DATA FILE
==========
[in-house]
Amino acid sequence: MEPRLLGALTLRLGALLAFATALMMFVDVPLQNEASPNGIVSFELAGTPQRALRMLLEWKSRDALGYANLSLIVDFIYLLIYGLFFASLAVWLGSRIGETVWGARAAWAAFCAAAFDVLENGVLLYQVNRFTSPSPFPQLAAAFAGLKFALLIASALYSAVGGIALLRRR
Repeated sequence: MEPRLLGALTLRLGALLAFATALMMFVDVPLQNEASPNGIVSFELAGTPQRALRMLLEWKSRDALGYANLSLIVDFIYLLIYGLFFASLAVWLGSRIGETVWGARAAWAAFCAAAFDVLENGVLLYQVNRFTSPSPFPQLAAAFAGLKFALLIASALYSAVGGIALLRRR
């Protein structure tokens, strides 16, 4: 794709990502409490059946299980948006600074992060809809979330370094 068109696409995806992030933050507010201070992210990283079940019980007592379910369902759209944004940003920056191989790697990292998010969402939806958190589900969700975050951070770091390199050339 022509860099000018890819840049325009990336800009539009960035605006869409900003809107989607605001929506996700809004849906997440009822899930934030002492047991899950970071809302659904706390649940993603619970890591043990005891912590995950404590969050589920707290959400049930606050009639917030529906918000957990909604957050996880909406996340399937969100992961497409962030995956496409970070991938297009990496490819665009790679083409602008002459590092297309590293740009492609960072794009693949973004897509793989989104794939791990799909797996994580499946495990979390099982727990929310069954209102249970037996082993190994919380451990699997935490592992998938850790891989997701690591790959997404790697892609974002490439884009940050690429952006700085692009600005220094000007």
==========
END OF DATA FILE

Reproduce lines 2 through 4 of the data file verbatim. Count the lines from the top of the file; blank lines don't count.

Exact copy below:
Amino acid sequence: MEPRLLGALTLRLGALLAFATALMMFVDVPLQNEASPNGIVSFELAGTPQRALRMLLEWKSRDALGYANLSLIVDFIYLLIYGLFFASLAVWLGSRIGETVWGARAAWAAFCAAAFDVLENGVLLYQVNRFTSPSPFPQLAAAFAGLKFALLIASALYSAVGGIALLRRR
Repeated sequence: MEPRLLGALTLRLGALLAFATALMMFVDVPLQNEASPNGIVSFELAGTPQRALRMLLEWKSRDALGYANLSLIVDFIYLLIYGLFFASLAVWLGSRIGETVWGARAAWAAFCAAAFDVLENGVLLYQVNRFTSPSPFPQLAAAFAGLKFALLIASALYSAVGGIALLRRR
């Protein structure tokens, strides 16, 4: 794709990502409490059946299980948006600074992060809809979330370094 068109696409995806992030933050507010201070992210990283079940019980007592379910369902759209944004940003920056191989790697990292998010969402939806958190589900969700975050951070770091390199050339 022509860099000018890819840049325009990336800009539009960035605006869409900003809107989607605001929506996700809004849906997440009822899930934030002492047991899950970071809302659904706390649940993603619970890591043990005891912590995950404590969050589920707290959400049930606050009639917030529906918000957990909604957050996880909406996340399937969100992961497409962030995956496409970070991938297009990496490819665009790679083409602008002459590092297309590293740009492609960072794009693949973004897509793989989104794939791990799909797996994580499946495990979390099982727990929310069954209102249970037996082993190994919380451990699997935490592992998938850790891989997701690591790959997404790697892609974002490439884009940050690429952006700085692009600005220094000007």